The cost of your first visit depends on your financial situation, but ranges from $150-$250. Since this is not an easy expense for many people, I welcome clients to pay in smaller installments, a little bit at a time. Follow-up visits cost less - usually around $75. Because it is not easy for everyone to afford a follow-up visit after paying out of pocket for your first visit, I give out-of-pocket clients a longer first visit, plus up to 90 minutes of free follow-up care by phone, text or email after our visit. 


What's the difference between an office visit and a home visit?

Home visits are not quite as long as office visits and sometimes require a longer wait, but they can be very helpful if you are not yet physically well enough after birth to travel or climb stairs, or if you need your baby to learn certain breastfeeding skills in the environment where you will most often be feeding. For clients who use a wheelchair, I always make a home visit available.


Where is your office?

West Philly Lactation is based in a home office 10 minutes west of the University of Pennsylvania, near 52nd & Spruce, in the 19143 zip code. (You'll receive details about how to get here when you reserve a visit.) Clients without cars travel here on SEPTA's 52 bus or 34 trolley.


Do I need to arrive early, for an office visit? 

No - in fact, I ask that you don't come early. :) There's no waiting room here, and I use all of the time I have between clients to prep. Thanks!


If I can't get a visit with you, who is another IBCLC I can see?

In the Philadelphia region, we are lucky to have lots of good IBCLCs! One person I recommend is Linda Derbyshire, IBCLC. For her contact information, or for a longer list of local IBCLCs and which insurance each one takes, see www.pro-lc.org.


What does a visit include?

  • IBCLC guidance with a full feeding, and if necessary with pumping or supplementing
  • Pre- & post-feed weight of baby on a lactation scale to determine total milk transferred at breast
  • Post-visit communication with your pediatrician and/or your doctor
  • For clients without direct insurance coverage of their visit: Up to 90 minutes of phone, email or text support after your visit
  • Post-visit research of any special issues raised
  • Weight checks in our office at any age
  • Spot for two in WPL's prenatal breastfeeding class if you become pregnant again, to prevent difficulties next time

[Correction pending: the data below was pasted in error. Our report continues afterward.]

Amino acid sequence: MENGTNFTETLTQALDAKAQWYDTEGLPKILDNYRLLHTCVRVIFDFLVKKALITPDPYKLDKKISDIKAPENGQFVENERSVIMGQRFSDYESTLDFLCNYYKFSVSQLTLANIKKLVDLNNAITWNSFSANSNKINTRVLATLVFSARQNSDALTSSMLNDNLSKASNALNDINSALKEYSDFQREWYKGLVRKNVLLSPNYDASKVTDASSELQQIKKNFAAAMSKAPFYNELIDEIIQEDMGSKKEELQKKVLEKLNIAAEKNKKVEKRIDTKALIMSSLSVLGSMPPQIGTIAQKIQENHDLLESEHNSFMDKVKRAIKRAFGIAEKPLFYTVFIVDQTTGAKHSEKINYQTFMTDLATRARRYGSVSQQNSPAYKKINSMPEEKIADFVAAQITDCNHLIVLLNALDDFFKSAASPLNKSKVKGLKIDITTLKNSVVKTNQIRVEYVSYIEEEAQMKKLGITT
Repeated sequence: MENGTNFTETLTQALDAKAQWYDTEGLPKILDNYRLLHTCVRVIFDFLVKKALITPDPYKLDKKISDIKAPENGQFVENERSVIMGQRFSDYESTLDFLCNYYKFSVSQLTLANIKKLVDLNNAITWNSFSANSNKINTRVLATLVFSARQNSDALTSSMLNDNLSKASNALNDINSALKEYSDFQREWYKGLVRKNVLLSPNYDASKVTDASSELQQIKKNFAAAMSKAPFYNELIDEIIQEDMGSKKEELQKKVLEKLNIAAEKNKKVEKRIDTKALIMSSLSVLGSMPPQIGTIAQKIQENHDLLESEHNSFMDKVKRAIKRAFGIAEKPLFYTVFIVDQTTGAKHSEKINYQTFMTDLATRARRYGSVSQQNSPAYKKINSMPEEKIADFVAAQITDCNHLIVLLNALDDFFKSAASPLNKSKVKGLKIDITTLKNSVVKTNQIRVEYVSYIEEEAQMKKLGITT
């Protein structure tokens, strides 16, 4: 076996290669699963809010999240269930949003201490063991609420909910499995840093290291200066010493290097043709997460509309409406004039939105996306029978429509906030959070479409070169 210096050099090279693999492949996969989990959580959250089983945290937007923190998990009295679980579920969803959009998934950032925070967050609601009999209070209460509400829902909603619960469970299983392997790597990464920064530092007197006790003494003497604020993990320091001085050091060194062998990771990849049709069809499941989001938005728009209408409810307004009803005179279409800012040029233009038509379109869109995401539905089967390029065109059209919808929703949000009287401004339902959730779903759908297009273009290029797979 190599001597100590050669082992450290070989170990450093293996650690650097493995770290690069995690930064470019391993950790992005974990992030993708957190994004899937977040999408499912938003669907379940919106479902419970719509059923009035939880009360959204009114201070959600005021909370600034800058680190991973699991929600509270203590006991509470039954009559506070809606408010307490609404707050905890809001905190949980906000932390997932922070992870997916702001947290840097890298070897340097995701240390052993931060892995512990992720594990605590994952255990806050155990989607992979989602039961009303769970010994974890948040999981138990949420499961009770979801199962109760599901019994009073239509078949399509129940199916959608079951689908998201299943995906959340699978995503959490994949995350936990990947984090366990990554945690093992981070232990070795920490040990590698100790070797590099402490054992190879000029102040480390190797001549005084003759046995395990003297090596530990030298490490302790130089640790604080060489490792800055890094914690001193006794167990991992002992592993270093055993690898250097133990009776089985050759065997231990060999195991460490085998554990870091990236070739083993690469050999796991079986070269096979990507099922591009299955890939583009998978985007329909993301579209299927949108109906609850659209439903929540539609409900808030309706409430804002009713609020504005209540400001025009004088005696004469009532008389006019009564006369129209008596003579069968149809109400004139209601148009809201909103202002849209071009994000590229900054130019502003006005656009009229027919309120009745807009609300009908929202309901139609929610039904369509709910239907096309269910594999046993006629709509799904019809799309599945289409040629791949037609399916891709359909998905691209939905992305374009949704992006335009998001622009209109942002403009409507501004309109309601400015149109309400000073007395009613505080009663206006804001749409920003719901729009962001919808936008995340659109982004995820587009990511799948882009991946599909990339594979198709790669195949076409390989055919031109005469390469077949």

Do I need to clean my house, for a home visit? 

No. No matter how messy your house is, I promise you that I have seen worse, it won't faze me, and I don't judge. Seriously. Put down that vacuum cleaner and go take a nap. Or at least go scarf down a meal while you pump. ;)

Questions to ask
your insurance company:

  • How many lactation visits am I allowed?
  • Do I have to use these visits up by a certain time? (6 weeks, 1 year, etc?)
  • Are lactation visits covered 100%, with no copay?
  • Is April Rosenblum, IBCLC a covered provider?
  • (If you would like a home visit:) Are home visits covered for everyone, or only in cases of medical necessity?
 

Did You Know?

Until Obamacare (aka the Affordable Care Act), there was no insurance coverage for lactation. Seeing an IBCLC was out of reach for most people, except for those with higher incomes. There was also no insurance coverage for pumps, and no standard right to pump at work.

Under Obamacare, all insurance companies are obligated to cover lactation 100%, but only Blue Cross and Aetna follow their obligation in this region, and their Medicaid members don't get to take advantage of this benefit.

All of these benefits are at risk if Congress repeals Obamacare.

You can do something to make it better!

Make a date to visit your elected officials, with your baby. Bring other breastfeeding and pumping friends - or friends who wanted to and didn't get the support they needed to make it work. Or just call.

Tell your representatives:
  • You want coverage for lactation expanded, not cut.
  • Medicaid patients should have the same access to quality care that all other families do.
  • For Medicaid and other patients to get better coverage, Pennsylvania needs to grant licensure to IBCLCs.